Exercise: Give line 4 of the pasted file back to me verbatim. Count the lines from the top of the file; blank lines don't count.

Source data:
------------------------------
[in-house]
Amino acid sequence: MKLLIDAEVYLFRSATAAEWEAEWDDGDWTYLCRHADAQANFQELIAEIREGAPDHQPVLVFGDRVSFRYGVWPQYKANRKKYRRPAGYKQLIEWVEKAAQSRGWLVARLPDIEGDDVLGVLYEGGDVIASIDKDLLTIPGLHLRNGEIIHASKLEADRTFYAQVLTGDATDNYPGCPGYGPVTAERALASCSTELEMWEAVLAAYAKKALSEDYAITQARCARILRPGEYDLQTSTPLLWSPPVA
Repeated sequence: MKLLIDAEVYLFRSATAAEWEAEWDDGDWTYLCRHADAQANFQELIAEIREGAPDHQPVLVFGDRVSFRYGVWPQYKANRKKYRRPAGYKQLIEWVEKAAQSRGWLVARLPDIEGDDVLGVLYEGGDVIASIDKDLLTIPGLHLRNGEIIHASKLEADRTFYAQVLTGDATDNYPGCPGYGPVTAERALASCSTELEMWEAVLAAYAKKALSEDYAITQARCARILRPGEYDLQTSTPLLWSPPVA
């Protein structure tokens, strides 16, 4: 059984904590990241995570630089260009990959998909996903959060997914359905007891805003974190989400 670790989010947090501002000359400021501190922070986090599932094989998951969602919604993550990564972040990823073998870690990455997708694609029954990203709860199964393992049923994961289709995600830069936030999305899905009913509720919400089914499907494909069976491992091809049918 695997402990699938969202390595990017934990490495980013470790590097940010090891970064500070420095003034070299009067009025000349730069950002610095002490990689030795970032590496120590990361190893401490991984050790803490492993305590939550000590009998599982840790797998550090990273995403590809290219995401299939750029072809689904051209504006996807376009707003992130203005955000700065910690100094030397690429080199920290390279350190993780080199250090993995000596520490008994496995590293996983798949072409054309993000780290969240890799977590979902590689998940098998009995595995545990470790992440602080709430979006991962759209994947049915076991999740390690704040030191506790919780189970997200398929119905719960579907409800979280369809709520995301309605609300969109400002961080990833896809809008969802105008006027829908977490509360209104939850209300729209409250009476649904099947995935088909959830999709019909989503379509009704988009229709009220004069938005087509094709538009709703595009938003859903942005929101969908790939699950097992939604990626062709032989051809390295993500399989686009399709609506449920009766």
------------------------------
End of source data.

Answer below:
């Protein structure tokens, strides 16, 4: 059984904590990241995570630089260009990959998909996903959060997914359905007891805003974190989400 670790989010947090501002000359400021501190922070986090599932094989998951969602919604993550990564972040990823073998870690990455997708694609029954990203709860199964393992049923994961289709995600830069936030999305899905009913509720919400089914499907494909069976491992091809049918 695997402990699938969202390595990017934990490495980013470790590097940010090891970064500070420095003034070299009067009025000349730069950002610095002490990689030795970032590496120590990361190893401490991984050790803490492993305590939550000590009998599982840790797998550090990273995403590809290219995401299939750029072809689904051209504006996807376009707003992130203005955000700065910690100094030397690429080199920290390279350190993780080199250090993995000596520490008994496995590293996983798949072409054309993000780290969240890799977590979902590689998940098998009995595995545990470790992440602080709430979006991962759209994947049915076991999740390690704040030191506790919780189970997200398929119905719960579907409800979280369809709520995301309605609300969109400002961080990833896809809008969802105008006027829908977490509360209104939850209300729209409250009476649904099947995935088909959830999709019909989503379509009704988009229709009220004069938005087509094709538009709703595009938003859903942005929101969908790939699950097992939604990626062709032989051809390295993500399989686009399709609506449920009766």